Farming at Bellevue, Zurich, 1941
Providing enough food for the population is a theme which appears frequently in the news bulletins of the SWS. The information broadcast varies between reassuring updates about the self-sufficiency of Switzerland and the sacrifies made by the population. (Student: William Yoakim) RDB
Annemarie Blanc and Heinrich Gretler in the film "Gilberte de Courgenay", 1941
Cultural news and information features strongly in the programms of the SWS, which notably served to present a positive image of Switzerland abroad. (Séminaire: Gregory Vauthier) Keystone
Liberation celebrations, Place de la Concorde, Paris, August 26, 1944
Re-transmitting information from the BBC, the SWS announced the liberation of Paris on August 23, 1944. In effect, liberation of the city did not happen until two days later. (Students: Baptiste Jaccard, Damien Chenevard) Keystone
Mobilising 1939, Zurich main station
On August 28, 1939, the SWS announced in solemn tones the mobilisation of the Swiss Army. It tried to create a link with the Swiss abroad based on the values of unity and solidarity. (Student: Constance Dayer) RDB
Chocolate production, Lindt & Sprüngli, 1941
The SWS presented a positive image of the working class in an effort to position Switzerland as a country that knew how to rise above social conflict. (Student: Rita Cunha) RDB
Pearl Harbor, December 7, 1941
December 8, 1941, the SWS broadcast news of the attack on Pearl Harbor. The German language broadcast noted that the raid was not a surprise, coming as it did after several months of increasing tensions between Japan and the United States. (Student: Giorgia Andreani) Keystone
Swiss mountain soldier, circa 1940
At the beginning of the war, the SWS presented a vision of soldiers as the "protective guards" of Switzerland. As the threat of invasion receded, the emphasis was placed on the benefits received by the families of mobilised soldiers, with the idea of promoting solidarity within the country. (Student: Marc Huber) RDB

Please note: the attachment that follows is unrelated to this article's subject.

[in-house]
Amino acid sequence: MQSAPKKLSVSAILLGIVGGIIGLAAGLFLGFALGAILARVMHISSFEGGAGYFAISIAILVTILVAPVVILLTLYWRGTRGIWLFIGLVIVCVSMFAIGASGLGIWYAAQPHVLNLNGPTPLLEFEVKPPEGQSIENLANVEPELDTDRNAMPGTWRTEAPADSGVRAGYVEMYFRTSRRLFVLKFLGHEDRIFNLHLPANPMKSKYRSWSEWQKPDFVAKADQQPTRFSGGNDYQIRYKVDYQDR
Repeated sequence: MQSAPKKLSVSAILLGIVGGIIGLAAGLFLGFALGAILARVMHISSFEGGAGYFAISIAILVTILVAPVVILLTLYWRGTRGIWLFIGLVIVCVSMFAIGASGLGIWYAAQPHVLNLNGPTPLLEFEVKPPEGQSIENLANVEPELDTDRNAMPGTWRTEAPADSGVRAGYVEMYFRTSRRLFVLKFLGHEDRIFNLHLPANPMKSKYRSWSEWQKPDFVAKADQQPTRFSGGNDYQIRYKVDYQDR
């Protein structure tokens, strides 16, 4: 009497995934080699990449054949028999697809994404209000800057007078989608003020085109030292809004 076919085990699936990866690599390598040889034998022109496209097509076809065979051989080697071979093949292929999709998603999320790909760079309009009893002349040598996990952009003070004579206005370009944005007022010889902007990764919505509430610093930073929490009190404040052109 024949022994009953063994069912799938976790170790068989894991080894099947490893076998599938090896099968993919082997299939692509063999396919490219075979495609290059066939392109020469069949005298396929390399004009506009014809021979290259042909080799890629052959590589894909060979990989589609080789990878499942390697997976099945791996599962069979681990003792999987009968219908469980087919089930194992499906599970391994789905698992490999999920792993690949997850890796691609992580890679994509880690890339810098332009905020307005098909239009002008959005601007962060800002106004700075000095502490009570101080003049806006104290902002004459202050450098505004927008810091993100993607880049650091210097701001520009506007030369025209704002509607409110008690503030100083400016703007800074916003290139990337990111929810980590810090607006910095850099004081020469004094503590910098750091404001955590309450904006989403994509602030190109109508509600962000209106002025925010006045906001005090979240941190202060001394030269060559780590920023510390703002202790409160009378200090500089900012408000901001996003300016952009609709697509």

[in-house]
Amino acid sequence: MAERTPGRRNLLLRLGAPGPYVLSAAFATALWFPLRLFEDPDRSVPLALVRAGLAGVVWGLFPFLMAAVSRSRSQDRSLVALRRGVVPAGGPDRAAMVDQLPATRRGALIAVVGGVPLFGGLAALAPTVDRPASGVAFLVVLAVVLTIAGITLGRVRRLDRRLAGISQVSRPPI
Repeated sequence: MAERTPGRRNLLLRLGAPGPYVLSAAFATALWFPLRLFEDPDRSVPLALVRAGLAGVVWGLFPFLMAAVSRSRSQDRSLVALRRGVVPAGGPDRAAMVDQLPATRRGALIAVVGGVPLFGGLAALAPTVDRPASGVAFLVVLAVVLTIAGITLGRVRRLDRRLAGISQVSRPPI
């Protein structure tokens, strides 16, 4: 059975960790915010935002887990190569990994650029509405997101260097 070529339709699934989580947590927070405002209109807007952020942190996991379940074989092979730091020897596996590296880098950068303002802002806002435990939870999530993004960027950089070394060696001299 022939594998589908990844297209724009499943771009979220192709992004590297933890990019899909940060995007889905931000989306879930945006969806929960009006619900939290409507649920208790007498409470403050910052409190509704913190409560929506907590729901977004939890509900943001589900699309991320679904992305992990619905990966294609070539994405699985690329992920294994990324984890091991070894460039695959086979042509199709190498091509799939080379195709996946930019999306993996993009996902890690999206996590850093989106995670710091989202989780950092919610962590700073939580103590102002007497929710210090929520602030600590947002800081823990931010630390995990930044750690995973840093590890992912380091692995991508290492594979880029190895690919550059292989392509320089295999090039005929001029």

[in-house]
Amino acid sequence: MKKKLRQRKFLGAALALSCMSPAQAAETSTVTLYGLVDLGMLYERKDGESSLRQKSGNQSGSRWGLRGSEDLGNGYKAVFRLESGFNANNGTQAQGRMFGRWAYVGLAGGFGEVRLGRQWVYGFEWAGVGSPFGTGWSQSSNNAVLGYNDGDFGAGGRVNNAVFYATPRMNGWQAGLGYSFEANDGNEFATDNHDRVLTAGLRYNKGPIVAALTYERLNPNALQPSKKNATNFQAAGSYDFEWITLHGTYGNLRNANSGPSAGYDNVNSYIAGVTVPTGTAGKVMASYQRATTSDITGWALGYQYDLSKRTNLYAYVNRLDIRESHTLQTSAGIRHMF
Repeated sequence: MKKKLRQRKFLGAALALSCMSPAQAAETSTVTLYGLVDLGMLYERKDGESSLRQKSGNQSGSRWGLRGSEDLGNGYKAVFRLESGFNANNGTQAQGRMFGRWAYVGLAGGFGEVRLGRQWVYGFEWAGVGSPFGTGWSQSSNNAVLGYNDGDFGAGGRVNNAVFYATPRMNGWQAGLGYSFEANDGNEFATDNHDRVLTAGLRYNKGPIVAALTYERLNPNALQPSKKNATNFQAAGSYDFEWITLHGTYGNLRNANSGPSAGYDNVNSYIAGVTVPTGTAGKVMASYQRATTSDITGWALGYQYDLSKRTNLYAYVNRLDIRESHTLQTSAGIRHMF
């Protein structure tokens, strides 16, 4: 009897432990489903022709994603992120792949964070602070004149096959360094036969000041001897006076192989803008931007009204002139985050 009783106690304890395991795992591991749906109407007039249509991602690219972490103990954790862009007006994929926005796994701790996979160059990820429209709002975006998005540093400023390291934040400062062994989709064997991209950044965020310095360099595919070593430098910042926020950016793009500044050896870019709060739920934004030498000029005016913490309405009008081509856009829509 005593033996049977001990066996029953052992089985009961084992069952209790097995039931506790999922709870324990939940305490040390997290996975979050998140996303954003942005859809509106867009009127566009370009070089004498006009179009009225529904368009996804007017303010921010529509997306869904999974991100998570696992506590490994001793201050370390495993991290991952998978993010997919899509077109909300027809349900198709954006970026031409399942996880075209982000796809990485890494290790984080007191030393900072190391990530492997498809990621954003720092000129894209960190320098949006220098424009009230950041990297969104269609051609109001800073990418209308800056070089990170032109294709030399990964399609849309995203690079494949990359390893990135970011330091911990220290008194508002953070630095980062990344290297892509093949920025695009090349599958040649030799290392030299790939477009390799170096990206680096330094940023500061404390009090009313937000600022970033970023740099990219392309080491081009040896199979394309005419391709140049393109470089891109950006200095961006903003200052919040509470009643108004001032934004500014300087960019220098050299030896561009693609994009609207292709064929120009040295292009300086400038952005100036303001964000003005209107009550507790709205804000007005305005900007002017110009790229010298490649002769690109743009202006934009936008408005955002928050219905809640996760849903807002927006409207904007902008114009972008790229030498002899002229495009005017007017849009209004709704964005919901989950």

Interned Russians, 1945
The SWS was somewhat inconsistent in its attitude towards Russia; on the one hand it was vehemently anti-communist, on the other it welcomed attempts to restore normal diplomatic relations between Bern and Moscow.
(Students: Marek Chojecki/Christina Eberhard). RDB
Youth camp for the Swiss abroad at Zernez, canton Graubünden, 1943
At the start of the Second World War, some 430,000 Swiss (10% of the population) were living abroad. The SWS became the preferred means for maintaining ties between Switzerland and its citizens abroad. (Studens: Sophie Chiffelle). RDB
Refugees from Ossola, Italy, arrive in Brig, 1944
Like the country's official discourse, the SWS propogated the image of Switzerland strong humanitatian credentials. In its broadcasts, it softened and justified the harsh policy towards refugees applied since summer 1942. (Student: Anaïs Jeanmonod) RDB
Kiosk in Zurich, circa 1941
During the Second World War, the Swiss media was subject to censorship. Orientated towards an international audience, the SWS was closely watched. (Student: Grégoire Luisier) RDB
Instructing firewomen, 1941
Even during wartime, the SWS held on to a rather conservative image of women. In the army, for example, it underlined that "Swiss women should not be soldiers but an ancilliary to our army". In other words, they provided precious help, but in no case were to be soldiers. (Student: Alix Meister) RDB
National Day, Arosa, 1940
Despite reinforced authoritarian measures such as increased powers for government, the SWS contributed to forging a mythical image of Switzerland that was an island of democracy at the heart of a Europe at war. (Students: Pauline Rumpf/Pascal Vosicki) RDB
During the Second World War, radio was the preferred means used by Switzerland to communicate with its expatriate citizens. But the Short Wave Service (SWS) was also used to explain and justify the Swiss position on events to other countries.
This content was published on August 20, 2012
August 20, 2012
Archived by swissinfo.ch, the manuscripts of news bulletins have been studied by a group of history students at Lausanne University. Their work contributes to a more accurate picture of of the activities of the SWS between 1939 and 1945. (Images: RDB, Keystone)
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